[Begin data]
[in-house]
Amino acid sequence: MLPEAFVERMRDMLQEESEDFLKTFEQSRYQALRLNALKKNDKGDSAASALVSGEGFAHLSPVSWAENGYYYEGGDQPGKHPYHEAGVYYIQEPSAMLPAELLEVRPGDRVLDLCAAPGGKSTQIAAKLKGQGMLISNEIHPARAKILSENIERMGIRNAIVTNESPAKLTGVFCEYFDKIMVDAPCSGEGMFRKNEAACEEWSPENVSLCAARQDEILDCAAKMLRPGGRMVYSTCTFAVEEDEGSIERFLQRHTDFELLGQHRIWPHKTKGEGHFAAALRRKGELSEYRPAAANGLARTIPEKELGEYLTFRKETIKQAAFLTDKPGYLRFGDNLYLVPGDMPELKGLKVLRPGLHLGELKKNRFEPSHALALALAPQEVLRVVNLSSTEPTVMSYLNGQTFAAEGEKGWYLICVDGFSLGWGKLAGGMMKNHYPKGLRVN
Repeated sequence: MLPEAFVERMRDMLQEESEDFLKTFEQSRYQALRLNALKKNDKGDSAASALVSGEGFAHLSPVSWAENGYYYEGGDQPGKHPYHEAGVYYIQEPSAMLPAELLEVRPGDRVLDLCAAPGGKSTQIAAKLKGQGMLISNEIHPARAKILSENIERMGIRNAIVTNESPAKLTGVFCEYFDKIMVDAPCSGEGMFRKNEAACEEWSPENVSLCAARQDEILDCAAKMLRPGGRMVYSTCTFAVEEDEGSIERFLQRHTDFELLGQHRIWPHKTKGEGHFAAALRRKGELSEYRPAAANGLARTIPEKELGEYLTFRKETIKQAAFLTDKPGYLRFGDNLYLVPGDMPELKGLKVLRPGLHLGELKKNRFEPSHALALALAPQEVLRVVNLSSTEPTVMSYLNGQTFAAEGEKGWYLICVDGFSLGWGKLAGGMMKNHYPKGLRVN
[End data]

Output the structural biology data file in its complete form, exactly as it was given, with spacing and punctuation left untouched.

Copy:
[in-house]
Amino acid sequence: MLPEAFVERMRDMLQEESEDFLKTFEQSRYQALRLNALKKNDKGDSAASALVSGEGFAHLSPVSWAENGYYYEGGDQPGKHPYHEAGVYYIQEPSAMLPAELLEVRPGDRVLDLCAAPGGKSTQIAAKLKGQGMLISNEIHPARAKILSENIERMGIRNAIVTNESPAKLTGVFCEYFDKIMVDAPCSGEGMFRKNEAACEEWSPENVSLCAARQDEILDCAAKMLRPGGRMVYSTCTFAVEEDEGSIERFLQRHTDFELLGQHRIWPHKTKGEGHFAAALRRKGELSEYRPAAANGLARTIPEKELGEYLTFRKETIKQAAFLTDKPGYLRFGDNLYLVPGDMPELKGLKVLRPGLHLGELKKNRFEPSHALALALAPQEVLRVVNLSSTEPTVMSYLNGQTFAAEGEKGWYLICVDGFSLGWGKLAGGMMKNHYPKGLRVN
Repeated sequence: MLPEAFVERMRDMLQEESEDFLKTFEQSRYQALRLNALKKNDKGDSAASALVSGEGFAHLSPVSWAENGYYYEGGDQPGKHPYHEAGVYYIQEPSAMLPAELLEVRPGDRVLDLCAAPGGKSTQIAAKLKGQGMLISNEIHPARAKILSENIERMGIRNAIVTNESPAKLTGVFCEYFDKIMVDAPCSGEGMFRKNEAACEEWSPENVSLCAARQDEILDCAAKMLRPGGRMVYSTCTFAVEEDEGSIERFLQRHTDFELLGQHRIWPHKTKGEGHFAAALRRKGELSEYRPAAANGLARTIPEKELGEYLTFRKETIKQAAFLTDKPGYLRFGDNLYLVPGDMPELKGLKVLRPGLHLGELKKNRFEPSHALALALAPQEVLRVVNLSSTEPTVMSYLNGQTFAAEGEKGWYLICVDGFSLGWGKLAGGMMKNHYPKGLRVN